Figure 1
Figure 1

Generation of mice carrying mutations in Kif1bp generated by CRISPR-Cas9 editing. (A) Genomic structure of the Kif1bp locus showing exons (black boxes), UTR (purple), intronic DNA (green), the ATG start site (red), the sequence recognized by the RNA guides (bold and underlined) and the immediately adjacent PAM sequences (highlighted in orange). (B) Allelic sequences of wild-type (2510003E04Rik, as a reference) and the two heterozygote mutants (KBP mut 1 and KBP mut 2) from which the two lines were established. Hyphens show deleted sequences. (C) Western blot using an antibody directed against mKif1bp6 shows an absence of Kif1bp protein in null mutant mice in litters of pups from each of the two mouse lines. WT =  + / + , het =  +/− and CRISPR knockout = −/−. β-tubulin was used as a loading control. See Supplementary Figure 1 for full-length gels. (D) Three newborn pups from mating between Kif1bp+/− mice. One pup (arrow) had cyanotic skin and was gasping, which genotyping revealed to be Kif1bp−/−.


Genotyping of Kif1bp lines

Genotyping by PCR was performed on DNA extracted from tail tissues of newborn mice, or liver and tail from embryonic mice. Primers used for mKif1bp genotyping were as described above. PCRs were performed using standard PCR protocols with the addition of 5% DMSO in the reaction. Some genotyping of Kif1bp lines was also performed by Transnetyx (Cordova, TN, USA). Conditions and primers used to genotype RetTGM mice have been described previously12.


Western blot

Protein was isolated from brain of E12.5 embryos generated by crossing mice heterozygous for Kif1bp. Tissue was lysed in RIPA buffer containing protease inhibitors, manually homogenised on ice and cleared by centrifugation at 14,000g at 4 °C for 15min before storing at −20C. Samples were processed further for SDS-PAGE followed by western blot analysis. Blots were blocked in 5% milk powder and incubated in either rabbit anti-Kif1bp (1:1000, kindly supplied by Maria Alves and Robert Hofstra) or mouse anti-E7 Tubulin (1:500, Developmental Studies Hybridoma Bank) at 4 °C overnight with constant agitation. The Kif1bp antibody was a rabbit polyclonal antibody directed against a peptide encompassing amino acids 24–38 of mKif1bp6. After washing in PBS/Tween 20, blots were incubated in either goat anti-rabbit IgG-HRP or goat anti-mouse IgG-HRP (Zymed, both 1:10,000). Bands were detected using chemiluminescence (Amersham ECL, GE Healthcare).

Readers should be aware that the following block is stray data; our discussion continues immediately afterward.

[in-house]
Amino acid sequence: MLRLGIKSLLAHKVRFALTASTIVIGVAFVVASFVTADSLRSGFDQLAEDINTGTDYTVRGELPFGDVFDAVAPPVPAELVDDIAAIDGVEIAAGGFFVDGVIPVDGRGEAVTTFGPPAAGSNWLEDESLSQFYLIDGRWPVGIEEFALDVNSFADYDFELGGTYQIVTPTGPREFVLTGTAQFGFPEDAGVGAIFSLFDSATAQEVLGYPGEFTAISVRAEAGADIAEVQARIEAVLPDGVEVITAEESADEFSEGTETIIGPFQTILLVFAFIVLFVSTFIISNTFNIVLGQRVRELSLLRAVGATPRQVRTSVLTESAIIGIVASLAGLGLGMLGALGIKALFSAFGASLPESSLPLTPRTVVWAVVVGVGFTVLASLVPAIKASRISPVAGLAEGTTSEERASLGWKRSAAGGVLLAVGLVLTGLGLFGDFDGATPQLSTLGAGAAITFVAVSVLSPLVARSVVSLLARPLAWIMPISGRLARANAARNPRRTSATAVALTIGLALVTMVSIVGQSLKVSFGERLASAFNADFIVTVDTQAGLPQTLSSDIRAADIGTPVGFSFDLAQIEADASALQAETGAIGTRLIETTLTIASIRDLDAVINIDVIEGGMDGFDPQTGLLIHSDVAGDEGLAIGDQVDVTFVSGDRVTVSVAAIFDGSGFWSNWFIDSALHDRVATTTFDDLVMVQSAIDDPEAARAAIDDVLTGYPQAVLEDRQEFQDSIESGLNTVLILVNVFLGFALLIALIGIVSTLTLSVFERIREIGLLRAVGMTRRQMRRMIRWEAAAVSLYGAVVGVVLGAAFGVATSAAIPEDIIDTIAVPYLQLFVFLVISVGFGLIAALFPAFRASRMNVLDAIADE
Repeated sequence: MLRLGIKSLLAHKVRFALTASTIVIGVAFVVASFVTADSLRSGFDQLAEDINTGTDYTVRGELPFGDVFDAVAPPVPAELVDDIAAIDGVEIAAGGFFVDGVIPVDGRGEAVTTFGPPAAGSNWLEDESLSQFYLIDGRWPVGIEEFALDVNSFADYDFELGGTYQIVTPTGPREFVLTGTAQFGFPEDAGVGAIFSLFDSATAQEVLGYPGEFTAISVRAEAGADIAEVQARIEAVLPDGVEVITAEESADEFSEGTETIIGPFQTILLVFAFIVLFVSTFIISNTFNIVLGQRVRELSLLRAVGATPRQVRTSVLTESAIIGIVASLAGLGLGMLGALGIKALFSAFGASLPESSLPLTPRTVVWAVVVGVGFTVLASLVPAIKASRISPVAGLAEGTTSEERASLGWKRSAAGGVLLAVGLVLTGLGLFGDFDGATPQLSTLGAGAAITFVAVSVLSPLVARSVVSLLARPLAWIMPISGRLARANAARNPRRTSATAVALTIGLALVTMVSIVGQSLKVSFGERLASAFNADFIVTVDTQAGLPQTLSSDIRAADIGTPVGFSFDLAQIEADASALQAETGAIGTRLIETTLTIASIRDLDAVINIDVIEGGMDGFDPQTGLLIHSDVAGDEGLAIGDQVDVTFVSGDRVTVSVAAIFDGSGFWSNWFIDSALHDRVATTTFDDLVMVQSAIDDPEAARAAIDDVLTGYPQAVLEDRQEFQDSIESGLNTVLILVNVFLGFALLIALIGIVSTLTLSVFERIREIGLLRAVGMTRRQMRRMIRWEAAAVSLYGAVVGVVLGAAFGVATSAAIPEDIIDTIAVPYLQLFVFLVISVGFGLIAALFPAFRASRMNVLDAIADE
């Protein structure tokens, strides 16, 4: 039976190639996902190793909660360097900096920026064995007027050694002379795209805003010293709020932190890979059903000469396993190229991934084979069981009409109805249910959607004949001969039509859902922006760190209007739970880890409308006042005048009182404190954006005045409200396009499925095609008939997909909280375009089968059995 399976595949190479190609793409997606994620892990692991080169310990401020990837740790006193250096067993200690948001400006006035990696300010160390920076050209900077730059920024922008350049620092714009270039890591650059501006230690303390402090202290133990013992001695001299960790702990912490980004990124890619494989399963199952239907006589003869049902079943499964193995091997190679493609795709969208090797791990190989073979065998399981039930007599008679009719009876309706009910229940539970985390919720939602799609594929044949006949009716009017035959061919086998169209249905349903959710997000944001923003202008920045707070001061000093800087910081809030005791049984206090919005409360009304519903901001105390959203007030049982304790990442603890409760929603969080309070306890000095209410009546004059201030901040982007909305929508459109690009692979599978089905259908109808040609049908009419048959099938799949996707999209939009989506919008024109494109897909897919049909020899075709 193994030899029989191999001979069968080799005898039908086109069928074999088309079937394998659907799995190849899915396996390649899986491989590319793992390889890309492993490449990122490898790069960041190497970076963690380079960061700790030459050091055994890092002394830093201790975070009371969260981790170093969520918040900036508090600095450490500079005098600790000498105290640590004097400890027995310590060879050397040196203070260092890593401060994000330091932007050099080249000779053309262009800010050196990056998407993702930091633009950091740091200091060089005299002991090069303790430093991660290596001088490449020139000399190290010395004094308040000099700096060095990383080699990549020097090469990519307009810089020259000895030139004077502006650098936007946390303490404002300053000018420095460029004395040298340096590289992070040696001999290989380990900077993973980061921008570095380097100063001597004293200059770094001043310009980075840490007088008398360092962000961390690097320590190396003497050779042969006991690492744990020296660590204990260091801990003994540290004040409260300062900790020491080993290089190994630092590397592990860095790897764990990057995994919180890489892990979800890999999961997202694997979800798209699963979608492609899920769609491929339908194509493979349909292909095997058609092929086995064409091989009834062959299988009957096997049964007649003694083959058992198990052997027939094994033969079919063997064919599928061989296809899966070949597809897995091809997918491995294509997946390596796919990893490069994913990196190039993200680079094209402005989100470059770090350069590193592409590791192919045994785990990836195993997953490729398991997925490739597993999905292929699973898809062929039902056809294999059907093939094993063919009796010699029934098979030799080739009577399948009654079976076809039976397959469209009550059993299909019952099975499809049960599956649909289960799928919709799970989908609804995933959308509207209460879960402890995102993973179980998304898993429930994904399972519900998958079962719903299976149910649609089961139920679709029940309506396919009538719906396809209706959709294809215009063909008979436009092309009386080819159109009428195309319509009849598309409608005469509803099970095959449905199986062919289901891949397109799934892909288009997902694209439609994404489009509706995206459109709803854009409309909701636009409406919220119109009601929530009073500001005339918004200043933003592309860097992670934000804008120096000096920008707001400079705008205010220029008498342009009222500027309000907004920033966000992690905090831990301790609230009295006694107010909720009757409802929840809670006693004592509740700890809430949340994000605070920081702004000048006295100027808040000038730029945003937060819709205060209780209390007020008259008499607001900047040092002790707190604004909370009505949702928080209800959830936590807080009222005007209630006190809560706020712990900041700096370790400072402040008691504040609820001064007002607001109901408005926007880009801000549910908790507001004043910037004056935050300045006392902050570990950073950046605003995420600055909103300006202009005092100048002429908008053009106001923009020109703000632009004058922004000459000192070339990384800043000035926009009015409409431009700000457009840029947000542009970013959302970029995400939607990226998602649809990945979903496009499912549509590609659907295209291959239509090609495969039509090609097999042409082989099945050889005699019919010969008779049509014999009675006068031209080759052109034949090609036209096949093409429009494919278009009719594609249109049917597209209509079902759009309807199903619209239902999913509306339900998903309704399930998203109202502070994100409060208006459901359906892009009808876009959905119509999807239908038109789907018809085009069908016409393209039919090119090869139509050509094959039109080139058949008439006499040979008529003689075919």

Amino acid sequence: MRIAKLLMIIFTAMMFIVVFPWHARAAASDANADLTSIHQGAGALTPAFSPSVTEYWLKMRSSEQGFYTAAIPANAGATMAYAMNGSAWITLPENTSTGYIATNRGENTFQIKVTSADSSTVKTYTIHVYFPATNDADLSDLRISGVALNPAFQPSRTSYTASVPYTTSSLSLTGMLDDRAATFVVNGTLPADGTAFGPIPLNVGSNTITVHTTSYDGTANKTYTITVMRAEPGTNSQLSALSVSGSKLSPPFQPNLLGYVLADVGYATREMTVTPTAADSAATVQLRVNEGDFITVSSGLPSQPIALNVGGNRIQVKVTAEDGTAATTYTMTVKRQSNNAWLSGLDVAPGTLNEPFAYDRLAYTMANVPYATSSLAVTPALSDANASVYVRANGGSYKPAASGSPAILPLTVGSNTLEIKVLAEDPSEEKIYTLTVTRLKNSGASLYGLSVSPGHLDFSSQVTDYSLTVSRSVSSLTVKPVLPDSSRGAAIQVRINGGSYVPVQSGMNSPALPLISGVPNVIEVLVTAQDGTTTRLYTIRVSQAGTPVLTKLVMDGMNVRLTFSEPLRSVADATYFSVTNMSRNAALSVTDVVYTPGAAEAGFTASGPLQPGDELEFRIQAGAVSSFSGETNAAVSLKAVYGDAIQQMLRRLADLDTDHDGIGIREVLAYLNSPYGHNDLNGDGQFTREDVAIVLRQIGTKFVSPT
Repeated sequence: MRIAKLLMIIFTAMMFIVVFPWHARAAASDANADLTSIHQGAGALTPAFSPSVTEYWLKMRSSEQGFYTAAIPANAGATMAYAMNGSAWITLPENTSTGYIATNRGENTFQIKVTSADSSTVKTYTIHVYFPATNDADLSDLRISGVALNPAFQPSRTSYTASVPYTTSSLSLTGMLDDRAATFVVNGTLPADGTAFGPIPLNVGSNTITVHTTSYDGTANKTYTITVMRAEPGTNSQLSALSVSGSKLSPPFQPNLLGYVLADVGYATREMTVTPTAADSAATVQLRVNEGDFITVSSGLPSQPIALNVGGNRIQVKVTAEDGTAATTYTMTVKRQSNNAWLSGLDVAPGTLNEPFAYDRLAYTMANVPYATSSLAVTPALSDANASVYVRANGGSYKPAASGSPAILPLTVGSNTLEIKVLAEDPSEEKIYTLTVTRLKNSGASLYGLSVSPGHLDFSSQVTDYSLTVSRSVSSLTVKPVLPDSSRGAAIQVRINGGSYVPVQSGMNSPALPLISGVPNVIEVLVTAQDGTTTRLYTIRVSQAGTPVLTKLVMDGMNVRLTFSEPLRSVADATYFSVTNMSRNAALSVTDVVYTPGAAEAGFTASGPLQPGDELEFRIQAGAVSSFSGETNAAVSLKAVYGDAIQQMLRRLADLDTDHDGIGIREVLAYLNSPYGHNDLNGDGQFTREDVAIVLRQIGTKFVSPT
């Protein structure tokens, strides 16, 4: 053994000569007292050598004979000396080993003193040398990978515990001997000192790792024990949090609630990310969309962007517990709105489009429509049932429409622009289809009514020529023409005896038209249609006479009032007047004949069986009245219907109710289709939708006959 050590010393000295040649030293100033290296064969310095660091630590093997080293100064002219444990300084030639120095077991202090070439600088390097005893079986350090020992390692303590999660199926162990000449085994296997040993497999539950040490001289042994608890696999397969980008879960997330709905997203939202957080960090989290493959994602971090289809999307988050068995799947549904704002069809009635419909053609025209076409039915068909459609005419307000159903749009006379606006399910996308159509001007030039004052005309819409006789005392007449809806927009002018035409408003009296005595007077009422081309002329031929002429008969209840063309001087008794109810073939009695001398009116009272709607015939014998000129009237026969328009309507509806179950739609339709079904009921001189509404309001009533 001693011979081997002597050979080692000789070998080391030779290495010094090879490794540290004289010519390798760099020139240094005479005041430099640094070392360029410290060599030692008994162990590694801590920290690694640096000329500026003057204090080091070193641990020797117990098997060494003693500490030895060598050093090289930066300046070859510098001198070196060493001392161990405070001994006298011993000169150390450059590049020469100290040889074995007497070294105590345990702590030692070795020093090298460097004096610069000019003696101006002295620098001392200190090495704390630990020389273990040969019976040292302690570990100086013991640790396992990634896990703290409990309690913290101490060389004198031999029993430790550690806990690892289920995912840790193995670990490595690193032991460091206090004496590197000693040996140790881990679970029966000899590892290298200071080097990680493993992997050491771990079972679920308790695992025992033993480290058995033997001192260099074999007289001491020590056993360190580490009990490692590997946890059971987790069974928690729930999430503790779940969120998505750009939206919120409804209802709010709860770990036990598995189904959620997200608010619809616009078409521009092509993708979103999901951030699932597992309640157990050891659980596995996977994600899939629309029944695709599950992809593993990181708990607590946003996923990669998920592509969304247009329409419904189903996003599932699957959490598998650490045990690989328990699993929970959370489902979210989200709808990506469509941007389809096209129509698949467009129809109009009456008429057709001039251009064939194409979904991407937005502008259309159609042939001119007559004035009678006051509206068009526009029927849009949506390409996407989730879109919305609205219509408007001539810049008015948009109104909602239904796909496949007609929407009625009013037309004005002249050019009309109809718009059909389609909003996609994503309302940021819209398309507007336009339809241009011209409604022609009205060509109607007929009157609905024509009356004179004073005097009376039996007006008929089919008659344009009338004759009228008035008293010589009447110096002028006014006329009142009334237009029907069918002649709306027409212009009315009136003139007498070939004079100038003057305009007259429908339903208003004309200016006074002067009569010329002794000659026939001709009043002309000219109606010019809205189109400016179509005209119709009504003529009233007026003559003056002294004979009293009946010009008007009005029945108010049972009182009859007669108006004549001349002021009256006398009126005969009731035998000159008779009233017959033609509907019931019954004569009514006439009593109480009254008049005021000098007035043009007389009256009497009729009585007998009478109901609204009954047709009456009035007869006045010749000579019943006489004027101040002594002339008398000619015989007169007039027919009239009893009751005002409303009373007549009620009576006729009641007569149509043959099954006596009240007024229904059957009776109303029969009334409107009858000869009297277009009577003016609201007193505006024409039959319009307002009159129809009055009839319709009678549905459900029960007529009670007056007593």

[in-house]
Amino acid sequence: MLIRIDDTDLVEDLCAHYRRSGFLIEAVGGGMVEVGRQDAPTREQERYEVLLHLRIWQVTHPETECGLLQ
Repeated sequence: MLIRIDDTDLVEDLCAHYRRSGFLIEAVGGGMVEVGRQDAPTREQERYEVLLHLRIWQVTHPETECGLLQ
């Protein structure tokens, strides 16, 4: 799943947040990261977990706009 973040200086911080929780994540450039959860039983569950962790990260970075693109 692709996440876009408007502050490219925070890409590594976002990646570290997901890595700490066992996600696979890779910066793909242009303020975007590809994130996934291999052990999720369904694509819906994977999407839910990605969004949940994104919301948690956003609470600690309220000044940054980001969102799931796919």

Immunohistochemistry

Wholemount preparations of E12.5 gastrointestinal tract and lungs, E15.5 small intestine, E16.5 diaphragm and external muscle/myenteric plexus of P0 mice were fixed and processed for immunohistochemistry as described previously13,14. For cryosections of the olfactory bulb/nasal cavities and brainstems, newborn mice were injected with ketamine (200 mg/kg) and xylazine (20mg/kg) followed by transcardiac tissue perfusion with 4% paraformaldehyde. The heads were post-fixed overnight, washed and then cryoprotected. Cryosections of various tissues were processed for immunohistochemistry as described previously15 using the following primary antisera: goat anti-Sox10 (1:200, Santa Cruz, Dallas, Texas, USA), mouse anti-Tuj1 (1:2000, Covance, North Ryde, NSW, Australia), sheep anti-nNOS (1:2000, gift of Dr Piers Emson)16,17, human anti-HuC/D (1:5000, gift of Dr Vanda Lennon)18, sheep anti tyrosine hydroxylase (TH) (1:2000, Chemicon), guinea-pig anti-Phox2b (1:1000, gift of Prof. Hideki Enomoto)19, rabbit anti-NK1 receptor (NK1R) (1:1000, Millipore), goat anti-ChAT (1:50, Millipore) and rabbit anti-GABA (1:1000; Sigma). Secondary antisera used were donkey anti-sheep FITC (1:100, Jackson Labs), donkey anti-mouse Alexa594 (1:200, Molecular Probes), donkey anti-guinea pig FITC (1:100, Chemicon) and donkey anti-human Alexa594 (1:500, Jackson Labs). In some sections, nuclei were labelled with DAPI.


Myenteric neuron counts in the distal colon of P0 mice

The number of Hu + and NOS + neurons present in stacked confocal images of 393 μm × 393 μm fields of view of wholemount preparations of distal colon were counted manually using Fuji cell counter.


Measurement of migration distance

The distance from the ileocaecal junction to the most distal Sox10 + cell in wholemount preparations of E12.5 colon was measured from projected confocal images using Fuji software as described previously20. The distance from the junction between the stomach and small intestine and the most distal Sox10 + cell was also measured in wholemount preparations of gut from E10.5 mice using the same method.


Measurement of area occupied by vagal fibers in the stomach and TH + fibers in the duodenum